The Evolving Segmentation of Sales Enablement
334 Views | 7 Min Read
As sales enablement adoption has grown, the pace at which it matures varies from organization to organization. While this hinges on a multitude of factors, it can be a real challenge for companies with a product-centric sales approach to implement sales enablement successfully.
At product-centric organizations, sales enablement often focuses and relies on sales training, in which the function of the enablement team is to gather best practices for sellers and then scale and repeat those across the organization. There is no doubt that this is valiant and is a needed area of development for companies in the early stages of their sales enablement journey. However, companies need to move beyond enablement as just a training function and begin to evolve and segment out into areas of specialization to achieve impactful results across the business.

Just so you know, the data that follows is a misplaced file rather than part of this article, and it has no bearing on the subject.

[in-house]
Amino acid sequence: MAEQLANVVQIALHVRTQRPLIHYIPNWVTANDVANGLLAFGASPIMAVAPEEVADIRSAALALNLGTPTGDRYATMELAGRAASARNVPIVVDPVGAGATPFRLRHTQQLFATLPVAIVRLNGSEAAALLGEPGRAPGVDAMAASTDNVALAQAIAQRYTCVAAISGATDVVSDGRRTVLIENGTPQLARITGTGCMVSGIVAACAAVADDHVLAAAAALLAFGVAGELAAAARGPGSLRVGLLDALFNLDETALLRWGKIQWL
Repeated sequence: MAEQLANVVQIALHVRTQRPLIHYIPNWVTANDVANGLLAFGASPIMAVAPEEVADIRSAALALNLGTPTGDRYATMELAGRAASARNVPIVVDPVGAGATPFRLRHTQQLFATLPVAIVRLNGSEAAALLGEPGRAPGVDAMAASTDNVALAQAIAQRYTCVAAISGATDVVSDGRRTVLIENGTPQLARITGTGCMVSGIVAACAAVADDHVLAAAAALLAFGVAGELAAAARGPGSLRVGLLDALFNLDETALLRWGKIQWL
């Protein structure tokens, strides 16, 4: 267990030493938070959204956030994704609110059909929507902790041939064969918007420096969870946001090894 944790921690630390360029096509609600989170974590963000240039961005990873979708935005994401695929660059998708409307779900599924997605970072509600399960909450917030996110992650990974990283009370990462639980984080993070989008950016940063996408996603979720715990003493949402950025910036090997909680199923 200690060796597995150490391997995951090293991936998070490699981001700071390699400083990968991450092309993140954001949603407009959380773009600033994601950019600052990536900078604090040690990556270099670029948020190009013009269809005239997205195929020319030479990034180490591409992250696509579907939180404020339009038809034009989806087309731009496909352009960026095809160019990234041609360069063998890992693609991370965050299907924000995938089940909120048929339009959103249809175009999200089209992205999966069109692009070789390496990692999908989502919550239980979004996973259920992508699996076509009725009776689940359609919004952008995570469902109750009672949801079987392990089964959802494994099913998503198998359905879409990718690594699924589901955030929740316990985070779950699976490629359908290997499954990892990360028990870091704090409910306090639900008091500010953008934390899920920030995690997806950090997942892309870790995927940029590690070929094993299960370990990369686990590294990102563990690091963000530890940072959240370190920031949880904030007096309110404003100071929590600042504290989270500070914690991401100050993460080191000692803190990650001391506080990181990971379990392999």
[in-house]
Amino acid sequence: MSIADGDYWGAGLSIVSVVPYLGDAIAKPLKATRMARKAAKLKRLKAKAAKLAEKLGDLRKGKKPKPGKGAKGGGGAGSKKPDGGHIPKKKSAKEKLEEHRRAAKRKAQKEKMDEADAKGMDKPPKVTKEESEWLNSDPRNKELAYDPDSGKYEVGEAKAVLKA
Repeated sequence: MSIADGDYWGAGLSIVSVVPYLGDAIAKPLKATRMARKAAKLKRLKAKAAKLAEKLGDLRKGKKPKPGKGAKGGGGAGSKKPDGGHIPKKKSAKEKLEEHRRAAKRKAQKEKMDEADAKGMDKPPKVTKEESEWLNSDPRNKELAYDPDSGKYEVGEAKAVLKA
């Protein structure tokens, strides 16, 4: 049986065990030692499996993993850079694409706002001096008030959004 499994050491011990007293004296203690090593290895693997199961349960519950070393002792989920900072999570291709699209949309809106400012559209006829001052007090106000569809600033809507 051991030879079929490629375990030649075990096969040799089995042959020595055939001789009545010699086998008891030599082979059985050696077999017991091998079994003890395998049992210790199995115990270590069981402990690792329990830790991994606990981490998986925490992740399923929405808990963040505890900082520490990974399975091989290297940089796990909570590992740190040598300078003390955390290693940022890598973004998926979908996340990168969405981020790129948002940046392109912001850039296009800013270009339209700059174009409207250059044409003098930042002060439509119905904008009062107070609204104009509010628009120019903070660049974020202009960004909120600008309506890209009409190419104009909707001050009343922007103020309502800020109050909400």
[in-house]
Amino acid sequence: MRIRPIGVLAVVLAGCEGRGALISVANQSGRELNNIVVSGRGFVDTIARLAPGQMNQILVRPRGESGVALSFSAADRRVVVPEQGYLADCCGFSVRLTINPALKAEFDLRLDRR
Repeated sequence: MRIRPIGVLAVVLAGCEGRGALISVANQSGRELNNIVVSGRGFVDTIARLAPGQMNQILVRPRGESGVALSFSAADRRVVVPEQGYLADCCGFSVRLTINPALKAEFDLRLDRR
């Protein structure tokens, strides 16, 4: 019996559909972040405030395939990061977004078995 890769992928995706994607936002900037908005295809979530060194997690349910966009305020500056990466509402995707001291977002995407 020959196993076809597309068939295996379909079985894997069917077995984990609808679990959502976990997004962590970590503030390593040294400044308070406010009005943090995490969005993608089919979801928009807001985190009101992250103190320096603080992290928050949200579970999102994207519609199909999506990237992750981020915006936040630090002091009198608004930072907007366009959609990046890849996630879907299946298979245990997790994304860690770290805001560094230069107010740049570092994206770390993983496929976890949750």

Sales enablement needs to evolve to a function that no longer is solely concerned with the knowledge and skills that are required of sellers but also the environment that they exist in, including the processes, tools, and methodologies that they use. As sales enablement continues to evolve, segmentation is the next frontier. Here are three emerging segments within sales enablement that companies should focus on building out to take their enablement functions to the next level.
Diagnostics & Design
A main component of every sales enablement team should include diagnosticians who help sales leaders define the opportunities, the problems, and the needs that their reps truly have. Once the diagnosticians have identified processes that need fixing or areas for growth, then they can help the design team establish what the core learning objectives are to guide all sales enablement initiatives. These specialists should seek to answer the following: